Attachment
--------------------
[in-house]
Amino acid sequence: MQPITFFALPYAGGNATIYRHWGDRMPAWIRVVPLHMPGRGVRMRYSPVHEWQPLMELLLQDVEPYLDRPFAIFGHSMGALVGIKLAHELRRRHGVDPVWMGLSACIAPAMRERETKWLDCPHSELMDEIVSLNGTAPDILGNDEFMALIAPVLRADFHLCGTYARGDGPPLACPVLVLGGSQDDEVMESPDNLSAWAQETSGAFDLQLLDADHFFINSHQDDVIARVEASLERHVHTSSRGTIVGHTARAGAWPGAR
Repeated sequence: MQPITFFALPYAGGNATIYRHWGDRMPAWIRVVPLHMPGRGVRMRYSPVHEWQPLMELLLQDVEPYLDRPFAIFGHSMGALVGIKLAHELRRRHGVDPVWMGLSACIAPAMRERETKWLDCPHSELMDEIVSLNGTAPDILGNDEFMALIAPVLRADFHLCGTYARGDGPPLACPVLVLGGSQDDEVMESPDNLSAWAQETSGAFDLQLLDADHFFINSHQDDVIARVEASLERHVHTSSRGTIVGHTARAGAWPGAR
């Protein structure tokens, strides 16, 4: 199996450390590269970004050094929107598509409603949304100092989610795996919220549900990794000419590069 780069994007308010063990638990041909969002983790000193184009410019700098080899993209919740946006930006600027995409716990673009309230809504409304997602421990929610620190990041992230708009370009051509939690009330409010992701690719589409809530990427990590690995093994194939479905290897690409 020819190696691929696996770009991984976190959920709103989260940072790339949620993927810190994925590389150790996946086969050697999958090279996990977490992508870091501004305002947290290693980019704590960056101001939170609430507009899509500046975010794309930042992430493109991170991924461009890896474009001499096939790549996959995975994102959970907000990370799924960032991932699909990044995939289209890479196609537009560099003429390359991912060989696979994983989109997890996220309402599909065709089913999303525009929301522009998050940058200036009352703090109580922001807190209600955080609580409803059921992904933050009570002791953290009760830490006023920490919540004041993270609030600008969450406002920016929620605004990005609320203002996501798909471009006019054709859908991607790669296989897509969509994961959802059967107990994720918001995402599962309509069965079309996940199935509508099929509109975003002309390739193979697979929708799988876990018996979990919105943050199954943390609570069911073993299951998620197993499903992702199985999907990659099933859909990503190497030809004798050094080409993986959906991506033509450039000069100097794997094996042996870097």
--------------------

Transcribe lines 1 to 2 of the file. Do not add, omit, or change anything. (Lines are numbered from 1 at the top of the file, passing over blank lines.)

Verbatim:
[in-house]
Amino acid sequence: MQPITFFALPYAGGNATIYRHWGDRMPAWIRVVPLHMPGRGVRMRYSPVHEWQPLMELLLQDVEPYLDRPFAIFGHSMGALVGIKLAHELRRRHGVDPVWMGLSACIAPAMRERETKWLDCPHSELMDEIVSLNGTAPDILGNDEFMALIAPVLRADFHLCGTYARGDGPPLACPVLVLGGSQDDEVMESPDNLSAWAQETSGAFDLQLLDADHFFINSHQDDVIARVEASLERHVHTSSRGTIVGHTARAGAWPGAR